Sunday Morning for Sunday 4 December 2011
8:12 Insight: Rena Disaster
Tauranga reporter, Lorna Perry, considers the effect the Rena’s collision with the Astrolabe Reef has had on the environment and the economy and asks if the port should have been better prepared to deal with a maritime accident.
Produced by Philippa Tolley.
8:40 Tanya Buchdahl Tintner – Life with Georg
Conductor/composer Georg Tintner lived and breathed music. His long career began at the age of eight, when he was the first Jew to join the Vienna Boys Choir. He left Vienna in 1938 and arrived in Auckland in 1940. His long musical career included the Auckland Choral Society, the Australian Opera, and the Symphony Nova Scotia in Canada. He killed himself in 1999 aged 82. His third wife, Tanya, talks to Chris about life with the irascible Georg, a consummate musician drawing the very best out every ensemble he directed.
Tanya Buchdahl Tintner is the author of the biography ‘Out of Time: The Vexed Life of Georg Tintner’. It's published by UWA Publishing.
Mediawatch looks at why the media might be giving us more details about court cases than the juries end up hearing in the courtrooms; and if the proliferation of political polls in the media affected the election last weekend. Mediawatch also looks at how Labour’s leadership contest has been called a David and Goliath battle – when its really only David against David; and talks to a TV star from the world’s biggest TV broadcaster who doesn’t actually have a TV.
Produced and presented by Colin Peacock and Jeremy Rose.
9:40 Laurie Bauer – Killer Languages
In our regular language slot on the first Sunday of each month, Professor Laurie Bauer talks about ‘killer languages’. It’s a label attached to the big colonising languages in the world – languages blamed for the demise of indigenous languages. But is that fair? Laurie thinks the responsibility should be shared.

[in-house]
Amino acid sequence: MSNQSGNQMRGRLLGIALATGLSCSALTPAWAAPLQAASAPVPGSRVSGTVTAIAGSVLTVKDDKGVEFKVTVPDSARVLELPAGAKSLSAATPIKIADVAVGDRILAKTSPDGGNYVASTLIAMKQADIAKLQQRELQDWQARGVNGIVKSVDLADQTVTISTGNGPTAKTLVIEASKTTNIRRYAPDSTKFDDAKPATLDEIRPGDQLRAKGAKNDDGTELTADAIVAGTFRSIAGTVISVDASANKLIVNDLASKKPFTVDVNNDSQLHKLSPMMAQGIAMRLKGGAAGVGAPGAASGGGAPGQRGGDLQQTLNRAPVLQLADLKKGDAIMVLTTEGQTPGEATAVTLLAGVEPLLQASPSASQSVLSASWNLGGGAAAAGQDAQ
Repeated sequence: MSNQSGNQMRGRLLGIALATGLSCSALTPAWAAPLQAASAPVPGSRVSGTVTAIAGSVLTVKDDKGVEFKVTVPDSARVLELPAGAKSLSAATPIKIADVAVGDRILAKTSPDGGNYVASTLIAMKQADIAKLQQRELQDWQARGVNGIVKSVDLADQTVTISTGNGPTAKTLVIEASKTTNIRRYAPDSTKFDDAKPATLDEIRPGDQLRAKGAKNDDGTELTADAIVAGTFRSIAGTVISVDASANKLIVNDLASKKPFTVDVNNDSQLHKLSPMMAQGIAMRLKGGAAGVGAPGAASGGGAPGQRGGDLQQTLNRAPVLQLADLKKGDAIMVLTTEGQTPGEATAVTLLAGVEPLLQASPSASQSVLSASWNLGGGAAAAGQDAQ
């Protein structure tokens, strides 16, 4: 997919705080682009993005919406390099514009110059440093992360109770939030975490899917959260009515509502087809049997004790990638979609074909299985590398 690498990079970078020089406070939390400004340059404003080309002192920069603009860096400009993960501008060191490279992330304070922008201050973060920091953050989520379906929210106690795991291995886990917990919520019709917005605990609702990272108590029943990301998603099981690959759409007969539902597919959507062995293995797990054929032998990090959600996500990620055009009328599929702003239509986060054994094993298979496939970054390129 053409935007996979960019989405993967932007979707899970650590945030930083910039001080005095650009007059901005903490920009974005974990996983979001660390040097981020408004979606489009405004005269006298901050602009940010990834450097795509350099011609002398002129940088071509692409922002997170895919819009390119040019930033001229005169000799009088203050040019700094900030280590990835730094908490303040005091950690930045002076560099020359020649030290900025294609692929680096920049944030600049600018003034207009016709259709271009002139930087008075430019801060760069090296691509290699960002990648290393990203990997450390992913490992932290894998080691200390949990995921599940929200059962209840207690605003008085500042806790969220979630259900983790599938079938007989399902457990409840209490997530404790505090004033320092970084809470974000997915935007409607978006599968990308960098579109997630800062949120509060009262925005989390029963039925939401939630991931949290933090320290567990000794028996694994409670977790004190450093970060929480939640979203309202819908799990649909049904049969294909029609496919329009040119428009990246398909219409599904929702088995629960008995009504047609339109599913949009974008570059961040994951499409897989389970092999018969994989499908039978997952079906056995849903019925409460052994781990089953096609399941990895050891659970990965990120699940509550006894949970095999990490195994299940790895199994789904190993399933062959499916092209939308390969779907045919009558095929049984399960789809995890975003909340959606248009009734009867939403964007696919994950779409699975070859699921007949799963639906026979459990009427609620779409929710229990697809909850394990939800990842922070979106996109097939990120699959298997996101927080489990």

Laurie Bauer is Professor of Linguistics at Victoria University.
10:06 Robert Ayson – Ruling the Pacific Waves
December 7 marks the 70th anniversary of Japan’s attack on the US naval base at Pearl Harbour in Hawaii. The event was a huge turning point in the Second World War – and the US has been engaged militarily in the Asia-Pacific region ever since. Last month President Obama announced the US is stepping up its operations in the region, with plans to use Darwin as a new centre for military operations in Asia. Robert talks to Chris about the US history in Asia-Pacific, the rise of new maritime powers in the region, and the security impact of the Darwin decision.
Robert Ayson is Professor of Strategic Studies at Victoria University and directs the Centre for Strategic Studies: New Zealand.
10:45 Hidden Treasures
This week on Hidden Treasures Trevor Reekie uncovers the three-pronged Polish accordion attack of ‘The Motion Trio’; plus new material from Little Axe on UK producer Adrian Sherwood’s On U Sound label which, along with Flying Nun, is also celebrating 30 years in business. No small feat in these challenged times!
Produced by Trevor Reekie
11.05 Ideas: Uncle Scrim
Colin Scrimgeour – or Uncle Scrim, as he was better known – was a broadcaster like none other before or after him. A Methodist minister so feared by the government of the day that it jammed his broadcast before the 1935 election. Chris Whitta explores the life of Uncle Scrim with Bill Renwick, the author of the recently released ‘Scrim: The Man with a Mike’, and historian Tony Simpson.
Produced by Jeremy Rose
What the listeners have to say on today’s programme.